Baylor-Affiliated Hope Clinic Moves to New Facility, Receives Top National Recognition

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Hope Clinic in Garland has a lot to celebrate these days. The 501(c)3 non-profit, faith-based community clinic has been providing medical care and resources for Garland’s medically indigent since 2002, operating out of small, overcrowded quarters. It recently moved into a newly renovated facility that more than doubles patient-care space.

Adding to the excitement, the clinic received the National Committee for Quality Assurance (NCQA) Level 3 recognition as a patient-centered medical home—the organization’s top certification.

“Hope Clinic serves almost 2,000 poor, economically disadvantaged patients who have no payment sources—and they deliver care to that population on par with full-pay clinics,” said Carl Couch, MD, president of the Baylor Scott & White Quality Alliance and a member of the Hope Clinic board of directors.

The clinic, which affiliated with Baylor Health Care System in 2009, will show off its new home at 800 South 6th Street and celebrate the NCQA Level 3 recognition at a ribbon cutting ceremony, open house and tours of the facility at 11 a.m. Friday, April 17. The public is invited to attend.

“It’s been an exciting time,” said Jenny Williams, executive director of Hope Clinic. “These are ‘gold star’ accomplishments for us. Since Baylor became a key sponsor, we’ve developed a strong working relationship with Baylor Medical Center at Garland and HealthTexas Provider Network (HTPN).”

Baylor Scott & White Health and HTPN operate the Baylor Clinics program, consisting of eight primary care clinics and supporting programs targeting underserved Dallas-Fort Worth patients.

"The wonderful part about this program is that it’s a charitable program," said Williams. "That qualifies our patients at 200 percent of the federal poverty level, which means they don’t pay anything for medical care. We do ask for donations for medical services provided." Patients must also be uninsured to qualify for services.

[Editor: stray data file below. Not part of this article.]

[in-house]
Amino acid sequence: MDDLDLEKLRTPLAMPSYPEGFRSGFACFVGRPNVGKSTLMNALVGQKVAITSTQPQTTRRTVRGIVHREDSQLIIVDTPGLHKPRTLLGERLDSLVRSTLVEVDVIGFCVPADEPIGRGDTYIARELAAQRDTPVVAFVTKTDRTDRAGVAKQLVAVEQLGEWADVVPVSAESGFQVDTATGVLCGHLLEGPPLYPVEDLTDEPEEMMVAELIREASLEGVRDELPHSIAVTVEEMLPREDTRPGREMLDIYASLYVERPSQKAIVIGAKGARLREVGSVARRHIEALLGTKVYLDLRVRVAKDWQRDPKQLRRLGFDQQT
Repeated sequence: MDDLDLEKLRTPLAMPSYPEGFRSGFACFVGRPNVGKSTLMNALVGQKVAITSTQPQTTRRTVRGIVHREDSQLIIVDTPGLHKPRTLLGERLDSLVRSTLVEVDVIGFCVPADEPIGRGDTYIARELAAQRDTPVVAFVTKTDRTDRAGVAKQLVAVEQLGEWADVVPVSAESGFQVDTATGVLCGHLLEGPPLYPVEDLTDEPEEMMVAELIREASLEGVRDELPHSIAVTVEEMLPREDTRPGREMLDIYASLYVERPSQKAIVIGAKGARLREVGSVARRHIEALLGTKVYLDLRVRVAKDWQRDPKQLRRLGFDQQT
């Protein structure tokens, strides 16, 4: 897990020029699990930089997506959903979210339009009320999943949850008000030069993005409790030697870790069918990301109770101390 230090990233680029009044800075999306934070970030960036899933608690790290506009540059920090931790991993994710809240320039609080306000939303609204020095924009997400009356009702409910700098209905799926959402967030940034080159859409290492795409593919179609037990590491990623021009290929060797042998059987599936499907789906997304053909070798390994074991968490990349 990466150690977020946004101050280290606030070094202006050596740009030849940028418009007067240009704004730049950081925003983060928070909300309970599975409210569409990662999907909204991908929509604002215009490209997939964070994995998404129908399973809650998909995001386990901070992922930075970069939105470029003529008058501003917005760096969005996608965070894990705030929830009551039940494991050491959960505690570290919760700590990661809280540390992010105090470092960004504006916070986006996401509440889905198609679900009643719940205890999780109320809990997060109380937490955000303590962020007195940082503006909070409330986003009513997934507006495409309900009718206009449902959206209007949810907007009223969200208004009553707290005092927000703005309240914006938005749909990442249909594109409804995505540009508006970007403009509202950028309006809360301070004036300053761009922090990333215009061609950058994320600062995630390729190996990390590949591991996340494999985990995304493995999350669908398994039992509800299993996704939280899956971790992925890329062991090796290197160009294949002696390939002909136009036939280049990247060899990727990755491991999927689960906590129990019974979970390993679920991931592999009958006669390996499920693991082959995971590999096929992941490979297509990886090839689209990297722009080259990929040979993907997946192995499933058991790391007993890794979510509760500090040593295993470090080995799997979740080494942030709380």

From primary care to chronic disease management and prescription assistance programs, from behavioral health care to spiritual care, the community clinic assists those most in need. Last year, prescription assistance totaled $500,000. Under a new arrangement with North Texas Food Bank, Hope Clinic patients with dietary restrictions are able to obtain food boxes designed for diabetic and heart disease.

Hope Clinic has 13 paid staff, including a full-time and part-time physician, supported by a network of 48 volunteer physicians who provide pro bono medical care across a number of specialties. Donations and a cadre of 80 volunteers, including physicians, support its operation.

The clinic has many friends like MEDCO Construction, the Baylor partner that renovated the new Hope Clinic facility. MEDCO helped defray construction costs by obtaining in-kind donations of building materials, greatly reducing construction costs. Thanks to its friends and as the result of a successful capital campaign, the clinic moved into its facility free of debt.

"Hope Clinic is all about giving back," said Williams. "Our patients deserve this commitment to quality. Providing charitable medical care is not about enabling people. Poverty opens up a multitude of needs. We give our patients the necessary tools and resources, equipping them to move forward in life."

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